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Tech firms partner on 32/28nm SoC designs

Jul 28, 2009 — by Eric Brown — from the LinuxDevices Archive — views

Synopsys has joined a partnership that includes ARM, as well as “Common Platform” members IBM, Chartered, and Samsung, to reduce the cost of SoCs fabricated using 32- or 28-nanometer technology. The group is showing off early results from test chips at the Design Automation Conference (DAC) show this week in San Francisco, according to eWEEK.

The partnership combines Synopsys design tools and ARM Ltd's core IP for mobile devices with a new 32/28nm high-k metal gate foundry process developed by the Common Platform alliance, says the eWEEK story by Jeffrey Burt. Formed in 2006 by IBM, Chartered and Samsung, the Common Platform alliance has developed a common bulk CMOS process technology across the manufacturing facilities of the three companies.

The Common Platform project was said to have begun at the 90nm process level, and has been extended to 65nm, 45nm, and, now, 32nm technologies. More than 350 process development engineers from the three companies are collaborating at IBM's 300mm fab in East Fishkill, New York, says Common Platform.

According to Burt, ARM has been working with the group for 18 months now on mobile processors. The addition of Synopsys is expected to speed up the process. A key goal of the expanded group's efforts is to reduce power consumption and power leakage in chips with the challenging new 32 and 28nm process technology, says the story.

The story quotes Tom Lantzsch, VP of marketing for ARM's Physical IP Division, as saying that products developed through the partnership should reach market in 2011. The group uses the term "mobile Internet devices" to describe its target market, although this may refer to a broader range of handheld devices than originally suggested by the MID term coined by Intel.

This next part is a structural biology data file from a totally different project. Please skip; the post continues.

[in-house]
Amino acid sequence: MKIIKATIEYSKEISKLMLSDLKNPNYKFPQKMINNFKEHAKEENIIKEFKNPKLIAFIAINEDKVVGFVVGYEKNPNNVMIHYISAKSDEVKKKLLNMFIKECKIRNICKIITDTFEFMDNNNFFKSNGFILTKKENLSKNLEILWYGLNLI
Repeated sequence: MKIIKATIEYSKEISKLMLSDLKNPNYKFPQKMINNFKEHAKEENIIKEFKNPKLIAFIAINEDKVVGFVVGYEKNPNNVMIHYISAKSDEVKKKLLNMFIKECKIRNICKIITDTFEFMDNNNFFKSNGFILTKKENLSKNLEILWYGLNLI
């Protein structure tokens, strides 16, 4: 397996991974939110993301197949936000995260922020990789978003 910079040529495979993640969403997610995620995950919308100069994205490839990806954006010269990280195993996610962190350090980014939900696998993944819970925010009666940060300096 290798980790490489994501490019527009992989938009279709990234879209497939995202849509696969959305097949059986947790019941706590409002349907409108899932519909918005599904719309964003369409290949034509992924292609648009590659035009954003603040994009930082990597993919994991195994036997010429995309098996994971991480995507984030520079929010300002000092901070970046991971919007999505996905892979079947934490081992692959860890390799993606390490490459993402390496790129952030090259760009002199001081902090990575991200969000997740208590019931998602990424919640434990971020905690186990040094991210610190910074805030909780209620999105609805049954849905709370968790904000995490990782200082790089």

Synopsys DesignWare mixed-signal IP in a typical embedded product

Burt quotes Kevin Meyer, VP of industry marketing and platform alliances at Chartered, as saying the addition of Synopsys should greatly accelerate the group's work to reduce costs, risk, and design to market in developing mobile system-on-chips (SoCs). Synopsys sells design flow tools including its Galaxy Implementation Platform, Lynx Design System, and DesignWare connectivity IP (see diagram above).

In November, Synopsys and MCCI Corp. announced an alliance to produce USB 3.0 compliant semiconductor IP and Linux-ready GPL'd drivers using DesignWare tools. DesignWare is said to provide implementation IP, verification IP, and hardened PHYs.

In 2006, researchers at the IBM Almaden Research Center achieved a breakthrough on the road to 28nm fabrication when they developed high-quality line patterns using deep-ultraviolet 193nm optical lithography, producing spaced ridges just 29.9nm wide. This bested the previous 32nm limit by 2.1nm, slightly wider than the diameter of a DNA helix.


The expanded Common Platform-based group for MID SoC development will be demonstrating results from its test chips at the DAC show this week, July 26-31, at the San Francisco Moscone Center. The eWEEK story on the partnership may be found here.

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